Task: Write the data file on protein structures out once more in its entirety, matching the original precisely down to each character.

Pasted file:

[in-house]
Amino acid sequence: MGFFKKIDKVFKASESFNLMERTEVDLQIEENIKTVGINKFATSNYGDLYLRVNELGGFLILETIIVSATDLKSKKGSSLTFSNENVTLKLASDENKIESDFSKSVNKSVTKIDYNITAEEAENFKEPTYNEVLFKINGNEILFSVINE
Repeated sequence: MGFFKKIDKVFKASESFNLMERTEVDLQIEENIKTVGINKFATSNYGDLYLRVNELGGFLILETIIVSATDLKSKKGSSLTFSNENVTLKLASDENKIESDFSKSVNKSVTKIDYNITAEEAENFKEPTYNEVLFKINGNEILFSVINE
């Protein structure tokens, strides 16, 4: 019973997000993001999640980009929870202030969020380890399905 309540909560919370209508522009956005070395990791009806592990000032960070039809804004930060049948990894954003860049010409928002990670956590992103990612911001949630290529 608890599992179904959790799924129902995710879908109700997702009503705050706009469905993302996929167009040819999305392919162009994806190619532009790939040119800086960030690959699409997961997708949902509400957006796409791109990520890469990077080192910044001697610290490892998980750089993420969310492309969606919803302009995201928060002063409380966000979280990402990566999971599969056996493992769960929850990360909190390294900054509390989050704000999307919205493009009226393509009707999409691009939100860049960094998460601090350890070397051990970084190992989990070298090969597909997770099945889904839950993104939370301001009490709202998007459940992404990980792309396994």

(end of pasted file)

[in-house]
Amino acid sequence: MGFFKKIDKVFKASESFNLMERTEVDLQIEENIKTVGINKFATSNYGDLYLRVNELGGFLILETIIVSATDLKSKKGSSLTFSNENVTLKLASDENKIESDFSKSVNKSVTKIDYNITAEEAENFKEPTYNEVLFKINGNEILFSVINE
Repeated sequence: MGFFKKIDKVFKASESFNLMERTEVDLQIEENIKTVGINKFATSNYGDLYLRVNELGGFLILETIIVSATDLKSKKGSSLTFSNENVTLKLASDENKIESDFSKSVNKSVTKIDYNITAEEAENFKEPTYNEVLFKINGNEILFSVINE
């Protein structure tokens, strides 16, 4: 019973997000993001999640980009929870202030969020380890399905 309540909560919370209508522009956005070395990791009806592990000032960070039809804004930060049948990894954003860049010409928002990670956590992103990612911001949630290529 608890599992179904959790799924129902995710879908109700997702009503705050706009469905993302996929167009040819999305392919162009994806190619532009790939040119800086960030690959699409997961997708949902509400957006796409791109990520890469990077080192910044001697610290490892998980750089993420969310492309969606919803302009995201928060002063409380966000979280990402990566999971599969056996493992769960929850990360909190390294900054509390989050704000999307919205493009009226393509009707999409691009939100860049960094998460601090350890070397051990970084190992989990070298090969597909997770099945889904839950993104939370301001009490709202998007459940992404990980792309396994």